Frankie's World by Aoife Dooley is a book that should be in every middle-school classroom and every children’s library. I cannot recommend this book highly enough. 

Frankie is an 11-year-old Irish girl who thinks she might be an alien. Her brain doesn’t work like anyone else’s she knows, and she keeps saying the wrong thing at the wrong time. She wants to meet her father, because she believes he might be able to explain why she is the way she is. The book is a wonderful introduction to autism in girls, written and drawn by a woman with autism. 🌟🌟🌟🌟🌟

The Golden Hour by Niki Smith is a modern masterpiece that deserves the great reviews it has received. It deals with the tough topics of school shootings (one teacher is shot, but she recovers) and PTSD in young people, but against a gorgeous rural backdrop and through the lens of an adolescent who loves photography. The story is funny and touching, and the art is gorgeous. This might be a good graphic novel for a young person either dealing with anxiety or PTSD or who knows someone dealing with anxiety or PTSD. The book also teaches a little about photography and composition, as well as farm life. It’s a great book.

Goddess Girls: Athena the Brain by Joan Holub and Suzanne Williams reimagines Zeus as the principal of a high school and the other characters of Greek mythology as the students. Athena has no idea she’s a goddess until she gets a letter from Zeus, who tells her she is his daughter and Hermes will be picking her up to take her to Olympus Academy. There she makes friends with Aphrodite and Pandora.

This book is okay. The writing and art are both fine. It’s a nice introduction to Greek mythology, but there’s no real conflict and no depth. The main girls are cheerleaders, and most of the girls in the book are a bit too boy obsessed. Personalities really don't go very far beyond “this is the smart one, this is the pretty one, and this is the curious one.” Still, I do think this could appeal to some very young girls, maybe in grades three and four, as an alternative to all the fairy and princess books.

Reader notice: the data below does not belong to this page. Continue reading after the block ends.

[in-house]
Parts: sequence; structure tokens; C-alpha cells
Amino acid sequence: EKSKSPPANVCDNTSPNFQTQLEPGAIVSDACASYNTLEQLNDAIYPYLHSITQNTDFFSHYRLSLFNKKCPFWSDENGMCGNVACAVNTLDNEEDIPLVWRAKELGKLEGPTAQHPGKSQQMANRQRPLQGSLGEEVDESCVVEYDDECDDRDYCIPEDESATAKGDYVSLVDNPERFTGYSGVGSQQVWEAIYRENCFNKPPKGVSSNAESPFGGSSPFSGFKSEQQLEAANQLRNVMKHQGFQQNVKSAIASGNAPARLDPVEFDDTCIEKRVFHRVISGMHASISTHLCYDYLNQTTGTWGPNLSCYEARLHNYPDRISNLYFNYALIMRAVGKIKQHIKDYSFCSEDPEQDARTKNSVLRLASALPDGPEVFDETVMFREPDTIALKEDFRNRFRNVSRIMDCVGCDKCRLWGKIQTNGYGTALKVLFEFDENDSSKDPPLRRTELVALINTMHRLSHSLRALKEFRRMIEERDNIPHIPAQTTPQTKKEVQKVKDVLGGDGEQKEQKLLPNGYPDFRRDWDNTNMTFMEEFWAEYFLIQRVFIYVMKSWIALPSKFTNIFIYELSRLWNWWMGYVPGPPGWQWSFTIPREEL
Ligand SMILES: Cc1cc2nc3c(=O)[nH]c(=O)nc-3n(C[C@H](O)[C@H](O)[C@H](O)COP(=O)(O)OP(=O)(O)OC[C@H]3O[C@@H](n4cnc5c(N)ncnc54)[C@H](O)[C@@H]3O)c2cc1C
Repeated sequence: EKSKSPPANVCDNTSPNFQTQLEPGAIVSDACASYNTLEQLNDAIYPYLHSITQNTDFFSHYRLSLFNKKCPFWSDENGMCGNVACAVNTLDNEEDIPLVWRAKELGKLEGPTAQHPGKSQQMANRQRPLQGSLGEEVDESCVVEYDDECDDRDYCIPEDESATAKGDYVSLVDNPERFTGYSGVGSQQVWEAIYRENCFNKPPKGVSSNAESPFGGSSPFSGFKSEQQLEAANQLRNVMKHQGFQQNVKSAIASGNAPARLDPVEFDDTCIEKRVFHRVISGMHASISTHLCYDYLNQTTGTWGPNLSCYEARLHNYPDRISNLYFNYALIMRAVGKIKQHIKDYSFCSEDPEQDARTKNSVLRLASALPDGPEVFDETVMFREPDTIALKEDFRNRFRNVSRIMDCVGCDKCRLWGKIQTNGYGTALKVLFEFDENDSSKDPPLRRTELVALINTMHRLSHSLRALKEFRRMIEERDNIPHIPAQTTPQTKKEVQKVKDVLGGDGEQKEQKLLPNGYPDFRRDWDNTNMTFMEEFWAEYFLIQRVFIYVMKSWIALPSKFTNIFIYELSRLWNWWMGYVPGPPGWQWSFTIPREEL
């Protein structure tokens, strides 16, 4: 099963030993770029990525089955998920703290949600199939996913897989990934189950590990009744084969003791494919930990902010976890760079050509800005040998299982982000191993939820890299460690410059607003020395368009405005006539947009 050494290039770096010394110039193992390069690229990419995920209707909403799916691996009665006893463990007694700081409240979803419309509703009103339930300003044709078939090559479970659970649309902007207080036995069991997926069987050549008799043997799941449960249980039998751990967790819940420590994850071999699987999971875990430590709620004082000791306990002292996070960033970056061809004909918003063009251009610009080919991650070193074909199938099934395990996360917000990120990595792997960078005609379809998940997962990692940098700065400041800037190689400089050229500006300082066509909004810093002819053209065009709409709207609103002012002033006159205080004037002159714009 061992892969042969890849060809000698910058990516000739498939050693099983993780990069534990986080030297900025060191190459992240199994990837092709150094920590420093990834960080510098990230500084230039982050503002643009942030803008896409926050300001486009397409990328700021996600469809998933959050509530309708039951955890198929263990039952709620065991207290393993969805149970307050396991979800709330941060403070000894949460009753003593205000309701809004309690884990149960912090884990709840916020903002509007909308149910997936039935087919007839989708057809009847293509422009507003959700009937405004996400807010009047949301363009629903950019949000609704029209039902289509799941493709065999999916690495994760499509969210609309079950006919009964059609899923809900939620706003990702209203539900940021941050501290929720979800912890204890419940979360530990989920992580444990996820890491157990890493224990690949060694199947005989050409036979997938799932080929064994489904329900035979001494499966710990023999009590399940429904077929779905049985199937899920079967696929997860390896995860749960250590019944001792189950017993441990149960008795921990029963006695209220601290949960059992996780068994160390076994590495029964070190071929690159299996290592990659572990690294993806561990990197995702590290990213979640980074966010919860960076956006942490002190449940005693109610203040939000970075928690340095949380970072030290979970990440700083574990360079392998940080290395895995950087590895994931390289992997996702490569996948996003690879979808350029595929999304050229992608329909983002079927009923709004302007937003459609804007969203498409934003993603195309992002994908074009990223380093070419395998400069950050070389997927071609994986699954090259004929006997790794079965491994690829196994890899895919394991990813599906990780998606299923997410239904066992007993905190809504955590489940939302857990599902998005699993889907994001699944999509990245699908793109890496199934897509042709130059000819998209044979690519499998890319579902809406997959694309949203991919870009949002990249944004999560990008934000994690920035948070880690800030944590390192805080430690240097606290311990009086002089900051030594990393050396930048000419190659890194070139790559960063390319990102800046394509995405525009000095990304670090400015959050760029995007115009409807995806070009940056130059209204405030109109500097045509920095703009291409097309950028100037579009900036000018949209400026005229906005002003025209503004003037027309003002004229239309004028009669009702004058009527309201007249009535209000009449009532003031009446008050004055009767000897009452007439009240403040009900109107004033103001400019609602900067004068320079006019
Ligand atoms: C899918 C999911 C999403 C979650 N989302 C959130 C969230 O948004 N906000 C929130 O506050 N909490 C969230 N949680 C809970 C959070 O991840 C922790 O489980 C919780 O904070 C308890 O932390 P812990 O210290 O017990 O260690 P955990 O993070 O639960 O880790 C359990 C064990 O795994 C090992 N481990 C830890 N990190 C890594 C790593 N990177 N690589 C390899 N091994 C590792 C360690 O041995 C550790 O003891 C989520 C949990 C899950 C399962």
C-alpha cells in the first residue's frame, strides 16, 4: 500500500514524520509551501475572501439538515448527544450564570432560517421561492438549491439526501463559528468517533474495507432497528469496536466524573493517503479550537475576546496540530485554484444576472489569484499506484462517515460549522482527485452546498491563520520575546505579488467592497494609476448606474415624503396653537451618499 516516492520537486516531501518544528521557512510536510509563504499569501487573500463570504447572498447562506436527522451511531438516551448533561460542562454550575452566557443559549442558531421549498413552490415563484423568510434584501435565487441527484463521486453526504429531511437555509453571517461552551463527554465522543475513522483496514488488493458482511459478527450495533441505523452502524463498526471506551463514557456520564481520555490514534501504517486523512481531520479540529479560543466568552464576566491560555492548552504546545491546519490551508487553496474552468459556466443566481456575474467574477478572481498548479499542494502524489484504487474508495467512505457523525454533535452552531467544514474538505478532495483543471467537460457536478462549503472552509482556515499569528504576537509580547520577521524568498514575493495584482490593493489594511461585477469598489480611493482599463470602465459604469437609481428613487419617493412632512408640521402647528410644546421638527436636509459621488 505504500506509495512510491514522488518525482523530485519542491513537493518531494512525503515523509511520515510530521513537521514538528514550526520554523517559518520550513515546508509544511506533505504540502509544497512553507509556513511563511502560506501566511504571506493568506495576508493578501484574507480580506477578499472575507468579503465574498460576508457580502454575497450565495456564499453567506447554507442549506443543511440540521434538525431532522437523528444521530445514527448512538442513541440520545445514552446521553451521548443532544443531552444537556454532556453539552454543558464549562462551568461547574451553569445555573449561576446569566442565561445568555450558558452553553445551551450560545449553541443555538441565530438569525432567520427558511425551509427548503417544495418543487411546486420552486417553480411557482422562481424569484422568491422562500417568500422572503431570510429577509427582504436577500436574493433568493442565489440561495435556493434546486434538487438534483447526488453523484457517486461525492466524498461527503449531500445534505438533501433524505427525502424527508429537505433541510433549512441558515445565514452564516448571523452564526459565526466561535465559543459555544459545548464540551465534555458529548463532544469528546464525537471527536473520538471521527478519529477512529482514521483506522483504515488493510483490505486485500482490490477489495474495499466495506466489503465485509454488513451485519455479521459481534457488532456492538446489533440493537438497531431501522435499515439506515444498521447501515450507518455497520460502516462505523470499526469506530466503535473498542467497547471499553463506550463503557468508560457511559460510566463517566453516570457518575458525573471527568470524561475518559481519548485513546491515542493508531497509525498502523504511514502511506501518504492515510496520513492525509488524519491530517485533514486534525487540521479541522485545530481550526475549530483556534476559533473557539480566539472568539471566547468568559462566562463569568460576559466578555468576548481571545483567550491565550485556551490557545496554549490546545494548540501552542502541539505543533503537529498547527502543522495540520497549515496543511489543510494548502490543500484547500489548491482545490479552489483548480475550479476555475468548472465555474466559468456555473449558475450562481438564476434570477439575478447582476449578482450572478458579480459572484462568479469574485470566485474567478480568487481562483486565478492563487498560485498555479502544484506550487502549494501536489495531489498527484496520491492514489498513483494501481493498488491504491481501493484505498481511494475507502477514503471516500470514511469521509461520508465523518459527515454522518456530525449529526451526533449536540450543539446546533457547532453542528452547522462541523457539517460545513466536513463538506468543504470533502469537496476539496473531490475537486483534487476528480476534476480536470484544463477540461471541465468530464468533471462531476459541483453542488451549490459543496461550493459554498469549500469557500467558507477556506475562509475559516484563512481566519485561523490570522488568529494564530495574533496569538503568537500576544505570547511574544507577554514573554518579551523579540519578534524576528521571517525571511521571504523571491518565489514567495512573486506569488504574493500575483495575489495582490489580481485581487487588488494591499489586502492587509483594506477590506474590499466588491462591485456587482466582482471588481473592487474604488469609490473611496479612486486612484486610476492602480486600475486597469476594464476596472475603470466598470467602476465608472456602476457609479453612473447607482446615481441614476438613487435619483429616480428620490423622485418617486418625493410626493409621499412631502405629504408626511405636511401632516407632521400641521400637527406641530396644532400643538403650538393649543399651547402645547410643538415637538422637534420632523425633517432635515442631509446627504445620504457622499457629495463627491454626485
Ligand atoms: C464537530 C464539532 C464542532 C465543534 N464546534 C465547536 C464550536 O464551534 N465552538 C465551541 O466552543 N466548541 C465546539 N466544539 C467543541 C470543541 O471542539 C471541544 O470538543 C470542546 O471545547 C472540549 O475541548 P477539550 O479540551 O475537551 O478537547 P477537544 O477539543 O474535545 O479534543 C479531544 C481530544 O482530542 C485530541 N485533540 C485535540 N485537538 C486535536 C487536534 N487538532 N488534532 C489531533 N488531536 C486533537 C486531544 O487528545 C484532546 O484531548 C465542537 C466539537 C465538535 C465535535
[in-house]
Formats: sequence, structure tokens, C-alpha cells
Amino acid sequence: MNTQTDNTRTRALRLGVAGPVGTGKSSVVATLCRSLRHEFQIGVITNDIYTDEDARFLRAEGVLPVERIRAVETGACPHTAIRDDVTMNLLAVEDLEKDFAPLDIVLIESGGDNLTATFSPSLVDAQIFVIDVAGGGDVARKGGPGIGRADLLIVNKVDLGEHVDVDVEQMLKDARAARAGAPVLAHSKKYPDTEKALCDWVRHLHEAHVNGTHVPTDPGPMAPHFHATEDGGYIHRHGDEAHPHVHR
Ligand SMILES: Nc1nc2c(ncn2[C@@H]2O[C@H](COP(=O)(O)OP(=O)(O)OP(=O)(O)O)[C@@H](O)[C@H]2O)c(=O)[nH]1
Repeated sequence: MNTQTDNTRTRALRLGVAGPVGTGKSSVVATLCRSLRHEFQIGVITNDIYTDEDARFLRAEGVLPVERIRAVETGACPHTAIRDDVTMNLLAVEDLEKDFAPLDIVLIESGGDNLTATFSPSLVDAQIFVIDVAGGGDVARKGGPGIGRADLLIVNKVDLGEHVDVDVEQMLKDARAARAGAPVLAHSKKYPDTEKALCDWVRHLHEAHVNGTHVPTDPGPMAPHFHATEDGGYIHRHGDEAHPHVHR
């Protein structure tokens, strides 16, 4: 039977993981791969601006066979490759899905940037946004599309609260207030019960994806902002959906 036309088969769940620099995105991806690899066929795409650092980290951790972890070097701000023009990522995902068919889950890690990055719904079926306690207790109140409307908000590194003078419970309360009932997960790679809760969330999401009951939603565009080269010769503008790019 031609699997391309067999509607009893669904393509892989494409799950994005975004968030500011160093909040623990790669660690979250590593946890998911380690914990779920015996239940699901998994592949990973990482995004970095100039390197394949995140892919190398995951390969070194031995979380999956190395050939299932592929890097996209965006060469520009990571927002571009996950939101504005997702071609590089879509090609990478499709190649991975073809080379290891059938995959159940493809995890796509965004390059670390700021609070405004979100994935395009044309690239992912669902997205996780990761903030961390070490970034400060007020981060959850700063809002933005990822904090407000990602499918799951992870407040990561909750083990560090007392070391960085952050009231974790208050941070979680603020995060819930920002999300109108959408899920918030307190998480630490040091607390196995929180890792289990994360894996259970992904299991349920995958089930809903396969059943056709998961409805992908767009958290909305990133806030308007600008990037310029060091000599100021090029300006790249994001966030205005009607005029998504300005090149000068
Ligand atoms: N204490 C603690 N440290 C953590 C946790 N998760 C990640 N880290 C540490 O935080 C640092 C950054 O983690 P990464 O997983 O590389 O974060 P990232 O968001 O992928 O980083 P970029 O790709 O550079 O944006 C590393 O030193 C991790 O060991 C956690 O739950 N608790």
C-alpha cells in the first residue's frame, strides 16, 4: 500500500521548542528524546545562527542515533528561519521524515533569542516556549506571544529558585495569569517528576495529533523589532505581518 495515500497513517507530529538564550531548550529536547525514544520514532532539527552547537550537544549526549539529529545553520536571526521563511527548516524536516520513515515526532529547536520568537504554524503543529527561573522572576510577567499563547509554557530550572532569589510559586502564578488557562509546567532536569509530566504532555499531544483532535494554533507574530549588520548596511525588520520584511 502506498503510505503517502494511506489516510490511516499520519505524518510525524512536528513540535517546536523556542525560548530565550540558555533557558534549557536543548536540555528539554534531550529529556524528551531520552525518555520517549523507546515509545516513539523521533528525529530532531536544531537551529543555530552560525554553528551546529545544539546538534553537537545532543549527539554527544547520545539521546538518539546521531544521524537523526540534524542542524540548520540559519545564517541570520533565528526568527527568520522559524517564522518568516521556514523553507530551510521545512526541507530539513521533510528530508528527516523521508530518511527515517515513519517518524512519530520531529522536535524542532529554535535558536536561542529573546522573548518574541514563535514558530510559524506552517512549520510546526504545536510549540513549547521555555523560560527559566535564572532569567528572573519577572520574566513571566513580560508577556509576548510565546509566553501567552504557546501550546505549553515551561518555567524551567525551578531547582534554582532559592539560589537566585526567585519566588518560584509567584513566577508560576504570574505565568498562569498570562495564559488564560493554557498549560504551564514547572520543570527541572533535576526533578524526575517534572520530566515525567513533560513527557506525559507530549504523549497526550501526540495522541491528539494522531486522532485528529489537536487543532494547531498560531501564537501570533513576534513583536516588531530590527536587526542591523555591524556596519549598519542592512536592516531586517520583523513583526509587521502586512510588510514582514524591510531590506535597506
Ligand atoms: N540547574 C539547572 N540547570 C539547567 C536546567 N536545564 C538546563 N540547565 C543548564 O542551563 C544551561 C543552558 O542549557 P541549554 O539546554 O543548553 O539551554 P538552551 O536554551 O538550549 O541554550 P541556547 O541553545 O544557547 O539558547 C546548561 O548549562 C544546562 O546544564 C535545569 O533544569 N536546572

And that’s it. I also started a fourth graphic novel I’m really enjoying, and I look forward to reviewing it next week. 

Happy reading!

Thursday, February 02, 2023

a visit to shuk Machane Yehudah in pictures

Random photos of the day: we went to the Machane Yehudah shuk to buy fruit and flowers and eat at Fish en Chips. 

It was cold and a bit windy, but I was warm in my black parka, black fingerless gloves, and a gray knit "Disney" hat with two pompoms like Mickey Mouse ears.  

I bought a lot of strawberries for 18 shekels (a little over $5) after getting a taste. They're really good. There were a so many stalls selling cheap, delicious strawberries (guess it's the height of the season), and we saw a group of teen girls sitting in a circle on the pavement in middle of the open-air shuk and enjoying them. 

I also bought cheap broccoli, Romanesco broccoli (so pretty!), snow peas, and zucchini. At Fish en Chips, I had a grilled salmon salad, my son had fries, and my ex, Gidon, had fish and chips. We bought a grilled tuna salad to bring home for my daughter and we also bought a whole fish to grill at home. I bought sunflowers for Shabbat, and then we returned home under darkening clouds. It drizzled a little, but we avoided the worst of the rain.

Wednesday, February 01, 2023

What have you been reading?

Every Shabbat, I read. 

I'd like to tell you about two books I read this last Shabbat: Squirrel Girl Universe and Death & Sparkles

Squirrel Girl Universe is basically a cross between the Unbeatable Squirrel Girl (my favorite superhero) and The Hitchhiker's Guide to the Galaxy (my favorite book). 

Squirrel Girl and friends try to stop a super villain in the process of sending New York City to the farthest corner of the universe, and only partly succeed. This lands them and the villain far, far from home. Koi Boy gets help from a space whale, and that's where the adventure really starts. Squirrels, funny footnotes, space whales: what's not to love? 🌟🌟🌟🌟🌟

Death & Sparkles is a middle-grade graphic novel designed to appeal to kids who love jokes about farts and butts, and despite myself...I did find it funny. 

As the last unicorn, everyone wants to be Sparkles' friend, eat the candy he makes, and buy the products he promotes. Death comes to collect Sparkles' soul during a death-defying stunt and ends up with Sparkles' horn stuck up his butt. They soon become fast friends, and in the end Sparkles learns the meaning of true friendship. While I'm not the audience for this book, I have to admit I found it fun. 🌟🌟🌟🌟

And those were my Shabbat reads this week.